The Toronto Raptors didn’t waste any time. The day after the team’s elimination from the NBA Playoffs, General Manager Masai Ujiri signed coach Dwane Casey to a new 3-year contract. Are we happy about this?
The coach has just completed his third season at the helm of our team, and it’s the first time he’s had a winning season. That statement covers more than his Toronto tenure; he was 53-69 in a season and a half in Minnesota before getting canned there. For an NBA coach to have lasted so long without winning is exceedingly rare in an impatient world. Masai must be convinced his coach, whom he inherited rather than selected, has the ear of his players.
Dwane Casey has many positives as a coach. He stresses defense, and his players buy in, or they sit. He’s not afraid to take a chance; promoting Terrence Ross to the starting lineup as our small forward ran contrary to the conventional wisdom, which would have been to put the veteran John Salmons in the spot. Perhaps most importantly, he’s managed to coax improved play from everyone on the roster. Would Kyle Lowry have had such a dazzling season with someone else coaching? That’s obviously unanswerable, but the fact remains: Kyle did have his best pro season under Casey’s tutelage. Will Kyle return to our colours? I’m sure Masai, a clever man, took the positive relationship between Kyle and Casey into serious consideration when deciding to re-sign our coach. Had Masai been concerned that Kyle would take a “This town ain’t big enough for the two of us” attitude towards Dwane, I suspect the coach’s contract extension would have been delayed, or not offered at all. One can always find a coach, but experienced and talented point guards are perpetually in short supply. DeMar DeRozan was named an All-Star for the first time. Jonas Valanciunas made significant strides at centre. Nando De Colo arrived from San Antonio where he’d received no playing time, and very shortly was contributing. Coach was able to find useful roles for all the arrivals from Sacramento.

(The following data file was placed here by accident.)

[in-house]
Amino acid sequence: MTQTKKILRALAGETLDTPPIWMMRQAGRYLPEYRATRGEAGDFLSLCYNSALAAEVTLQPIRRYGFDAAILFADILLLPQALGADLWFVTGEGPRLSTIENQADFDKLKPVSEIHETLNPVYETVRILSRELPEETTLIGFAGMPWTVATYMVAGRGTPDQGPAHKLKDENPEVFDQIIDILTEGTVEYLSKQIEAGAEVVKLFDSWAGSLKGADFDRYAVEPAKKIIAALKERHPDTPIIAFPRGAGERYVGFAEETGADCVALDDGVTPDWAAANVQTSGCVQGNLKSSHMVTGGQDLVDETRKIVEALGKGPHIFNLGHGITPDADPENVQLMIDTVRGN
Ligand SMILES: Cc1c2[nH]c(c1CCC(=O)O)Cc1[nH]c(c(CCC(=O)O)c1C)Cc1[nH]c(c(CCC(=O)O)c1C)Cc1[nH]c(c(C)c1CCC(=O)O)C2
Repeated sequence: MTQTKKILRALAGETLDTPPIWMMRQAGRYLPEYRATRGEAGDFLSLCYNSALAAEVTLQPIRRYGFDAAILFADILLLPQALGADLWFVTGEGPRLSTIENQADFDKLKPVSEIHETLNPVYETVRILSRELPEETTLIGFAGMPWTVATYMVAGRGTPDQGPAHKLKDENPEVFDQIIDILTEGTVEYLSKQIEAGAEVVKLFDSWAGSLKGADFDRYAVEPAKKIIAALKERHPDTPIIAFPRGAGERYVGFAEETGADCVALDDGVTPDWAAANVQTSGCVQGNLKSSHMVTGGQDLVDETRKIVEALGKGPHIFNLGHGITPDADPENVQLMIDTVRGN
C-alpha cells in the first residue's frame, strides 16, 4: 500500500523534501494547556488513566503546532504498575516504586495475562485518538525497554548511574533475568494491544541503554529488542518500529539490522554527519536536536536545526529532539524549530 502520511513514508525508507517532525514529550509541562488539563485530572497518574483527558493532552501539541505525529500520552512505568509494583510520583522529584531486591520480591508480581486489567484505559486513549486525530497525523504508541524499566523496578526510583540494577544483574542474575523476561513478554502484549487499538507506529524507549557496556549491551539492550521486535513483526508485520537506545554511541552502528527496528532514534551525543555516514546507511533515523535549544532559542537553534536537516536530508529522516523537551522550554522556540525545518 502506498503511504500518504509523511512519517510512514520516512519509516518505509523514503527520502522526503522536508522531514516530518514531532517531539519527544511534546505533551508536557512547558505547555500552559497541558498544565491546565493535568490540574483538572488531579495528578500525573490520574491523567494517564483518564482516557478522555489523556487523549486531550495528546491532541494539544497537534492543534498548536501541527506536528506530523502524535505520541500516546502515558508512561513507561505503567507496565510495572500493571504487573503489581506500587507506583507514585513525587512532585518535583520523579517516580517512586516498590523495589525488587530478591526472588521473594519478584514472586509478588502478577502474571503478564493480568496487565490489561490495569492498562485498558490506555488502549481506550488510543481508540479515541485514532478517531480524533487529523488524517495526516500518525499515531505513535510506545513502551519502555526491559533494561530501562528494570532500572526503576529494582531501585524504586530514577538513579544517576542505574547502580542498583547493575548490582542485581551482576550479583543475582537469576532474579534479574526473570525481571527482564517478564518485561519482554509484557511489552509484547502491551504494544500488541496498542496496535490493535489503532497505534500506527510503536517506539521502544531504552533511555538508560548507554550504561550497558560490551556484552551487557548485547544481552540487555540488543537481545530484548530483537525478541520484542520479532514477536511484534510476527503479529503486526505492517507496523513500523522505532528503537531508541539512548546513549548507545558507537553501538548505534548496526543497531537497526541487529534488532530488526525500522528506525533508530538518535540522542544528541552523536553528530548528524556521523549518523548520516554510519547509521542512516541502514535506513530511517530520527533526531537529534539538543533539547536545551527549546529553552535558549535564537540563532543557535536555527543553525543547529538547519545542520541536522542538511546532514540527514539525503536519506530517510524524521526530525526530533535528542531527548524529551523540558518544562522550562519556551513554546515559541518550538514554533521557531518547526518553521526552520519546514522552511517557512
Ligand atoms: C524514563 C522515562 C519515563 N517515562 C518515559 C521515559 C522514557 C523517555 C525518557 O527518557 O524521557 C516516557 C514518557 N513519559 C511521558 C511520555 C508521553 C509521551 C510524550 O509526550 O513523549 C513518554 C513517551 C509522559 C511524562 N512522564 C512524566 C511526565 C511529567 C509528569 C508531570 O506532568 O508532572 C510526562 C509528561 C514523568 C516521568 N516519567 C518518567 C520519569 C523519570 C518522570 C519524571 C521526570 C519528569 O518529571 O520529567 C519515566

So am I on-side with Casey’s return? Yes, with reservations. I’m not wild about a lot of turnover in assistant coaching ranks, as I think it’s an indicator of unhappiness and dissension. The ’12-’13 assistants included Tom Sterner, Scott Roth, Micah Nori and Johnny Davis. Only Sterner was back in ’13-’14; I will be watching with considerable interest to see whether Dwane retains any of this year’s crew. I don’t think there’s any need for help on D, but I’m not happy about tactical decisions on offense. Our 1-6 record in overtime games is cause for concern, as is our lack of buzzer-beaters, most glaringly in Game 7 of the playoffs. Jay Triano was the most creative tactical coach we’ve ever had, and I’d love to see him back as an assistant responsible for drawing up post-timeout and last-shot plays.
Our coach is coming back, and our GM isn’t going anywhere. This summer should be one of stability, unlike the roiled waters at MLSE a year ago.